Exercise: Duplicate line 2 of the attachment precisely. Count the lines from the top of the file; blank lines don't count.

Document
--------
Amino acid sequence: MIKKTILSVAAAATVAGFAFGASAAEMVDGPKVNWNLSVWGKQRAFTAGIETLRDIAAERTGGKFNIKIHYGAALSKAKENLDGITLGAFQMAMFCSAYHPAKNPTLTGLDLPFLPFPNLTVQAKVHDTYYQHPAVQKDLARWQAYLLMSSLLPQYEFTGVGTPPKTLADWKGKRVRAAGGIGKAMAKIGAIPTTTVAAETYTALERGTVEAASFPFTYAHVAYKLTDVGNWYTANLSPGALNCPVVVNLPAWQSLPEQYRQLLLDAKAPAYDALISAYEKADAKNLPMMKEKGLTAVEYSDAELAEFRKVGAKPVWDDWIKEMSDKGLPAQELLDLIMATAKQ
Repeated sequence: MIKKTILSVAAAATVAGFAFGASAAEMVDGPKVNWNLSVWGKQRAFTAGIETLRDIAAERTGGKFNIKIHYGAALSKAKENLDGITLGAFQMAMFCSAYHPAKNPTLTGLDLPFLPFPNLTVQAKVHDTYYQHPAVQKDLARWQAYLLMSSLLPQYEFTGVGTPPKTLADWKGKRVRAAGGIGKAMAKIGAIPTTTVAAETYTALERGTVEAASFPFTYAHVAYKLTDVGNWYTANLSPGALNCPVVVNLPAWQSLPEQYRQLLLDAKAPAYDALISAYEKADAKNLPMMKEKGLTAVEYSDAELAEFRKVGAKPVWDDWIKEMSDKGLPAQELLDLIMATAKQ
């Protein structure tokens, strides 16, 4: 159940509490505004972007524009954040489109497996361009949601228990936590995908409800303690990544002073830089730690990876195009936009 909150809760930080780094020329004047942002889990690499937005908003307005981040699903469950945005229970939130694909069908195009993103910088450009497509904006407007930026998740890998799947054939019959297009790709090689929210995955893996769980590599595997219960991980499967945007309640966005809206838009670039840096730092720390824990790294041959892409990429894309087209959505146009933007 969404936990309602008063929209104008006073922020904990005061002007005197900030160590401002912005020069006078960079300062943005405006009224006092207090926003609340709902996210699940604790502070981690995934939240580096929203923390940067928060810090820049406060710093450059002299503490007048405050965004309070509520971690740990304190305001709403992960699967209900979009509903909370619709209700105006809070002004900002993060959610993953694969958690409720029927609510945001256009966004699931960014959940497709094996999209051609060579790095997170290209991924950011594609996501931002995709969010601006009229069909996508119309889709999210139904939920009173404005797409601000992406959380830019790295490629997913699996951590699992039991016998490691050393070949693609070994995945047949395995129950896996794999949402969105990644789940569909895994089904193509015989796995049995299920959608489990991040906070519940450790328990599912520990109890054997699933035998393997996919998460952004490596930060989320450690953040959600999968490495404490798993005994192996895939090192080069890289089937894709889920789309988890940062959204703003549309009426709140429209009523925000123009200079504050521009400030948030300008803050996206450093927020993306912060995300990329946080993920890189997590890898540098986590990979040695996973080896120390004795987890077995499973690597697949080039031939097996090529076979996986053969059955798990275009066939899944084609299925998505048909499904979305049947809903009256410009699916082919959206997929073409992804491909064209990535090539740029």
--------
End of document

Repeated sequence: MIKKTILSVAAAATVAGFAFGASAAEMVDGPKVNWNLSVWGKQRAFTAGIETLRDIAAERTGGKFNIKIHYGAALSKAKENLDGITLGAFQMAMFCSAYHPAKNPTLTGLDLPFLPFPNLTVQAKVHDTYYQHPAVQKDLARWQAYLLMSSLLPQYEFTGVGTPPKTLADWKGKRVRAAGGIGKAMAKIGAIPTTTVAAETYTALERGTVEAASFPFTYAHVAYKLTDVGNWYTANLSPGALNCPVVVNLPAWQSLPEQYRQLLLDAKAPAYDALISAYEKADAKNLPMMKEKGLTAVEYSDAELAEFRKVGAKPVWDDWIKEMSDKGLPAQELLDLIMATAKQ